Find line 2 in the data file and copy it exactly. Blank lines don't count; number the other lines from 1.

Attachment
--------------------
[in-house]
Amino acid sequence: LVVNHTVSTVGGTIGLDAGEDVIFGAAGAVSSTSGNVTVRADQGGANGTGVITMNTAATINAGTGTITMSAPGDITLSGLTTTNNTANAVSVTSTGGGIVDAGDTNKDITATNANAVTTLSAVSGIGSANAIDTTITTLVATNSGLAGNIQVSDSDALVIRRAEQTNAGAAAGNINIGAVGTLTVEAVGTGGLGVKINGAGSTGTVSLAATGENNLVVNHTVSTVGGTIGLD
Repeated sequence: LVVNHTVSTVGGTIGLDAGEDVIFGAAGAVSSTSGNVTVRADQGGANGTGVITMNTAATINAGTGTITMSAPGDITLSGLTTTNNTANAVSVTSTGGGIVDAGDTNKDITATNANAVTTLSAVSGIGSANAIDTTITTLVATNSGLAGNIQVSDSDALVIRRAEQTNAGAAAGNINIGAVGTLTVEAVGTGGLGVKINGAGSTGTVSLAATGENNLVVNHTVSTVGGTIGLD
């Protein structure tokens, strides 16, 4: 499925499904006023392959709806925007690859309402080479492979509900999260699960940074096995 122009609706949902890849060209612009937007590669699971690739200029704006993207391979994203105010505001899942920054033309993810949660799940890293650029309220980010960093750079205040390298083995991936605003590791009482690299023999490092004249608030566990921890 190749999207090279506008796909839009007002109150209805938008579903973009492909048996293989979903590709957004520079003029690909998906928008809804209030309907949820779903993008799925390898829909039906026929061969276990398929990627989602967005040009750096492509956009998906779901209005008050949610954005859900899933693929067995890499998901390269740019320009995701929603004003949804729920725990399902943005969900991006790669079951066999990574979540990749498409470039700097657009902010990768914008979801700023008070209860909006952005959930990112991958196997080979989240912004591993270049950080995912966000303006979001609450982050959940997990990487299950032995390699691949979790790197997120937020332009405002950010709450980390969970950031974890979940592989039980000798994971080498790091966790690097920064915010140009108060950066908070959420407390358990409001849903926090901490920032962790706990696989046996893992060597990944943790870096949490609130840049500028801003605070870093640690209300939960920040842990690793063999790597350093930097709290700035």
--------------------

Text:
Amino acid sequence: LVVNHTVSTVGGTIGLDAGEDVIFGAAGAVSSTSGNVTVRADQGGANGTGVITMNTAATINAGTGTITMSAPGDITLSGLTTTNNTANAVSVTSTGGGIVDAGDTNKDITATNANAVTTLSAVSGIGSANAIDTTITTLVATNSGLAGNIQVSDSDALVIRRAEQTNAGAAAGNINIGAVGTLTVEAVGTGGLGVKINGAGSTGTVSLAATGENNLVVNHTVSTVGGTIGLD